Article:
FINMA also clarifies that climate-related risks do not per se constitute a new category of risk, but are a risk driver that can be adequately and efficiently captured and managed within the traditional risk categories, e.g., credit, market, insurance or operational risk.
Only material climate-related financial risks are subject to disclosure
Further, the general rule that only relevant, material risks have to be disclosed in principle also applies to the disclosure of climate-related financial risks. However, in deviation from the conventional disclosure requirements, the financial institution’s criteria and valuation methods used to assess the materiality of climate-related financial risks must be disclosed in any case.
This means that even if a financial institution concludes that it is not subject to any material climate-related financial risks and therefore should decide that it is not required to disclose such risks, it still has to disclose information on the criteria and valuation methods underpinning this decision.
Principle-based and proportional approach allows for tailored solutions
The disclosure of the climate-related financial risks are made as part of the relevant institutions’ annual reporting. Separately published reports can be included by reference to fully or partially fulfil the disclosure requirements.
The additional requirements set out in FINMA circulars 2016/01 for the public disclosure of banks (in annex 5) and 20016/02 for the public disclosure of insurance companies (in section IV) define only the broader principles for the disclosure of climate-related financial risks. As such, FINMA allows the financial institutions in scope to retain sufficient flexibility to adjust their disclosure to their respective size, complexity, structure, business activities and risks. Financial institutions are largely free to determine the level of detail of their disclosure of climate-related financial risks and to decide how and where such disclosure is integrated into their annual reporting (within the confines of the applicable regulatory disclosure framework).
At a minimum, the respective disclosure has to contain the following information:
- Governance: description of how the board of directors exercises its overall supervision with respect to the identification, assessment and monitoring of climate-related financial risks, including information on the relevant governing bodies, responsibilities and reporting lines within the financial institution and the extent to which climate-related financial risks are addressed;
- Strategy: Description of the material short-, medium-, and long-term climate-related financial risks identified and their qualitative and quantitative impact on the business strategy, business model, financial planning and risk profile, as well as information on the categorization of climate-related financial risks in the financial institution’s existing risk categories;
- Risk management: Description of the risk management process for identifying, assessing and addressing climate-related financial risks and how this process is integrated in the larger risk management structures and processes.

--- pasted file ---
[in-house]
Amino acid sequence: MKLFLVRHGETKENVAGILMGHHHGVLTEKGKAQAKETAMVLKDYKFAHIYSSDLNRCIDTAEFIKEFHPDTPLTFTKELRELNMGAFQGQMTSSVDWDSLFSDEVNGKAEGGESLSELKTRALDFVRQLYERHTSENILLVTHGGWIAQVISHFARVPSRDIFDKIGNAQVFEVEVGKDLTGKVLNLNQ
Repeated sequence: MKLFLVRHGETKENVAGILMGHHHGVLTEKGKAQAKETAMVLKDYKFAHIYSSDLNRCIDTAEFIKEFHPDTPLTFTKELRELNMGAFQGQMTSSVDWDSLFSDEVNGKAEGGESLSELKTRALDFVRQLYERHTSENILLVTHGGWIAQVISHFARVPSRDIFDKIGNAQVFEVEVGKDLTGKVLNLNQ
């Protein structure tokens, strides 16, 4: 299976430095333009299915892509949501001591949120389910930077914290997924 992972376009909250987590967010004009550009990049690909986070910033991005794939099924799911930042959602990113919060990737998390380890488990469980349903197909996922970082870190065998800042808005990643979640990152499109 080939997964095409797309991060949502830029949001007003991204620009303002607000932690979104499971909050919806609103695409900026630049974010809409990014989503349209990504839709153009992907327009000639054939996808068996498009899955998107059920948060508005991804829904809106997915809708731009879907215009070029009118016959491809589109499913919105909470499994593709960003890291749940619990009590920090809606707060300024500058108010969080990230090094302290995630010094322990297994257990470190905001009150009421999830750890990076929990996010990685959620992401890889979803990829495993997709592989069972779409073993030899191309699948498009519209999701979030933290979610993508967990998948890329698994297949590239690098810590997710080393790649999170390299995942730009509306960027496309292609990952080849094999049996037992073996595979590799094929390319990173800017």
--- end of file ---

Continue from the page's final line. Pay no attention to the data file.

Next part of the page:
- Metrics: Quantitative information (key figures and targets) on climate-related financial risks and the methodology applied for their identification.
In its explanatory report of May 6, 2021 FINMA provides some additional color on its expectation for the content of the disclosure. While largely identical for banks and insurance companies, some details vary.
Existing disclosure by financial institutions varies
While most large Swiss financial institutions already provide for reporting on climate-related financial risks, the level of detail and presentation varies wildly. Some financial institutions present the relevant information in the categories set out in the revised FINMA circulars (governance, strategy, risk management and metrics), while others refer to climate-related financial risks within the larger sustainability context. In particular, insurance companies in general already provide information on climate-related financial risks that far surpasses the minimum requirements set out by FINMA, many of them publishing separate reports that specifically tackle this topic.
Especially financial institutions that already adhere to the TCFD recommendations will not have to amend their disclosure of climate-related financial risks in the first instance due to the introduction of the new FINMA disclosure requirements. However, it remains to be seen if and when a more uniform industry standard on the disclosure of climate-related financial risks emerges.
This Homburger Bulletin expresses general views of the authors at the date of the Bulletin, without considering the facts and circumstances of any particular person or transaction. It does not constitute legal advice. This Bulletin may not be relied upon by any person for any purpose, and any liability for the accuracy, correctness or fairness of the contents of this Homburger Bulletin is explicitly excluded.